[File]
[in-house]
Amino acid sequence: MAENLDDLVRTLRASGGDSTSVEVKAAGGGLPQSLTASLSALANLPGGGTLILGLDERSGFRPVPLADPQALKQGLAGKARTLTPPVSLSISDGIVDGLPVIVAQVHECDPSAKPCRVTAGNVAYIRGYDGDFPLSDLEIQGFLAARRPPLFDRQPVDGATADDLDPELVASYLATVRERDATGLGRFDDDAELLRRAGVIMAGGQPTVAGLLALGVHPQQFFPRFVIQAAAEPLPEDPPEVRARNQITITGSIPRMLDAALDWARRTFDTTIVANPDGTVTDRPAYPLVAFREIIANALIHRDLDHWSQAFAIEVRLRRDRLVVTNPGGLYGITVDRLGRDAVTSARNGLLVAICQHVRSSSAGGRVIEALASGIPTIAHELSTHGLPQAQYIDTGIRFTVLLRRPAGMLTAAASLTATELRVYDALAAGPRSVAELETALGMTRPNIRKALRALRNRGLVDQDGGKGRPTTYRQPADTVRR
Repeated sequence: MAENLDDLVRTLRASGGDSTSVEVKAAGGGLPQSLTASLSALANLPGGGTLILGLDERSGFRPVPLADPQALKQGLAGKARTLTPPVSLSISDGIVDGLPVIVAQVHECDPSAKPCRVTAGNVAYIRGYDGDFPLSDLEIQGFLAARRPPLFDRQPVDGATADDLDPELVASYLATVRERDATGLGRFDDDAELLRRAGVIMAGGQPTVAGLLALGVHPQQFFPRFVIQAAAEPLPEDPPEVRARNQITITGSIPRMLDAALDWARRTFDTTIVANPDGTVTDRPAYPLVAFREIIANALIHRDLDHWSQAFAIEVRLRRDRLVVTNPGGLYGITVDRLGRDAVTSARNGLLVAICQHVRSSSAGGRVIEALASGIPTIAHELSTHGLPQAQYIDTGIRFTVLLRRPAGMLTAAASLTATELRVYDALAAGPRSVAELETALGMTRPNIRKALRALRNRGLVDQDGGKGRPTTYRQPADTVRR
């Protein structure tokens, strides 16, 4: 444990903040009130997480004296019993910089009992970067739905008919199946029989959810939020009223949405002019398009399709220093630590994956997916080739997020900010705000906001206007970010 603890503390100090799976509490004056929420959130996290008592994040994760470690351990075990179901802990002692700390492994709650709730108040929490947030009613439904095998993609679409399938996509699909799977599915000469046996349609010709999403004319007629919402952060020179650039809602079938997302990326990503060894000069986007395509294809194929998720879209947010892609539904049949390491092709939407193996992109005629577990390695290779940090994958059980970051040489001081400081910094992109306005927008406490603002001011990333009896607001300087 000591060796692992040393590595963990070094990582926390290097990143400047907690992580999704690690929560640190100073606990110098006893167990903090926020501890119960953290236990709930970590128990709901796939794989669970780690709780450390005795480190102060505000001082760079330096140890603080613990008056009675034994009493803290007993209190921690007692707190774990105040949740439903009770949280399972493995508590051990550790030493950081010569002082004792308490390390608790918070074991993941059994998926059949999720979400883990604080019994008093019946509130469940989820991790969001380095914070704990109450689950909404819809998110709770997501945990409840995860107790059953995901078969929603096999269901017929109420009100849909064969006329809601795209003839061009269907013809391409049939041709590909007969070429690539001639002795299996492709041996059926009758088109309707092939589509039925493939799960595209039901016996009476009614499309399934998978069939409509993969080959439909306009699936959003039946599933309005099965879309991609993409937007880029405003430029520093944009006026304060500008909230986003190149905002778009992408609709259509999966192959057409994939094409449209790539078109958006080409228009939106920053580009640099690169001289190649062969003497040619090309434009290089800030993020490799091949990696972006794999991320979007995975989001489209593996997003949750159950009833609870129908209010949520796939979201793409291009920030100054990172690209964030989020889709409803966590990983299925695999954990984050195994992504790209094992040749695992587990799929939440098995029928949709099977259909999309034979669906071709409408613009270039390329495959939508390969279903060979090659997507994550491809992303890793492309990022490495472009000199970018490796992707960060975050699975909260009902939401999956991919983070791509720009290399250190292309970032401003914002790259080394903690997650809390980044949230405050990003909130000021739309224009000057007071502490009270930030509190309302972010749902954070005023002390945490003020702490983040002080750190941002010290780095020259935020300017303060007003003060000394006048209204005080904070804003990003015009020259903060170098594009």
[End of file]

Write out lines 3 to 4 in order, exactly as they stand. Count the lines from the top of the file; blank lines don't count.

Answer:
Repeated sequence: MAENLDDLVRTLRASGGDSTSVEVKAAGGGLPQSLTASLSALANLPGGGTLILGLDERSGFRPVPLADPQALKQGLAGKARTLTPPVSLSISDGIVDGLPVIVAQVHECDPSAKPCRVTAGNVAYIRGYDGDFPLSDLEIQGFLAARRPPLFDRQPVDGATADDLDPELVASYLATVRERDATGLGRFDDDAELLRRAGVIMAGGQPTVAGLLALGVHPQQFFPRFVIQAAAEPLPEDPPEVRARNQITITGSIPRMLDAALDWARRTFDTTIVANPDGTVTDRPAYPLVAFREIIANALIHRDLDHWSQAFAIEVRLRRDRLVVTNPGGLYGITVDRLGRDAVTSARNGLLVAICQHVRSSSAGGRVIEALASGIPTIAHELSTHGLPQAQYIDTGIRFTVLLRRPAGMLTAAASLTATELRVYDALAAGPRSVAELETALGMTRPNIRKALRALRNRGLVDQDGGKGRPTTYRQPADTVRR
């Protein structure tokens, strides 16, 4: 444990903040009130997480004296019993910089009992970067739905008919199946029989959810939020009223949405002019398009399709220093630590994956997916080739997020900010705000906001206007970010 603890503390100090799976509490004056929420959130996290008592994040994760470690351990075990179901802990002692700390492994709650709730108040929490947030009613439904095998993609679409399938996509699909799977599915000469046996349609010709999403004319007629919402952060020179650039809602079938997302990326990503060894000069986007395509294809194929998720879209947010892609539904049949390491092709939407193996992109005629577990390695290779940090994958059980970051040489001081400081910094992109306005927008406490603002001011990333009896607001300087 000591060796692992040393590595963990070094990582926390290097990143400047907690992580999704690690929560640190100073606990110098006893167990903090926020501890119960953290236990709930970590128990709901796939794989669970780690709780450390005795480190102060505000001082760079330096140890603080613990008056009675034994009493803290007993209190921690007692707190774990105040949740439903009770949280399972493995508590051990550790030493950081010569002082004792308490390390608790918070074991993941059994998926059949999720979400883990604080019994008093019946509130469940989820991790969001380095914070704990109450689950909404819809998110709770997501945990409840995860107790059953995901078969929603096999269901017929109420009100849909064969006329809601795209003839061009269907013809391409049939041709590909007969070429690539001639002795299996492709041996059926009758088109309707092939589509039925493939799960595209039901016996009476009614499309399934998978069939409509993969080959439909306009699936959003039946599933309005099965879309991609993409937007880029405003430029520093944009006026304060500008909230986003190149905002778009992408609709259509999966192959057409994939094409449209790539078109958006080409228009939106920053580009640099690169001289190649062969003497040619090309434009290089800030993020490799091949990696972006794999991320979007995975989001489209593996997003949750159950009833609870129908209010949520796939979201793409291009920030100054990172690209964030989020889709409803966590990983299925695999954990984050195994992504790209094992040749695992587990799929939440098995029928949709099977259909999309034979669906071709409408613009270039390329495959939508390969279903060979090659997507994550491809992303890793492309990022490495472009000199970018490796992707960060975050699975909260009902939401999956991919983070791509720009290399250190292309970032401003914002790259080394903690997650809390980044949230405050990003909130000021739309224009000057007071502490009270930030509190309302972010749902954070005023002390945490003020702490983040002080750190941002010290780095020259935020300017303060007003003060000394006048209204005080904070804003990003015009020259903060170098594009």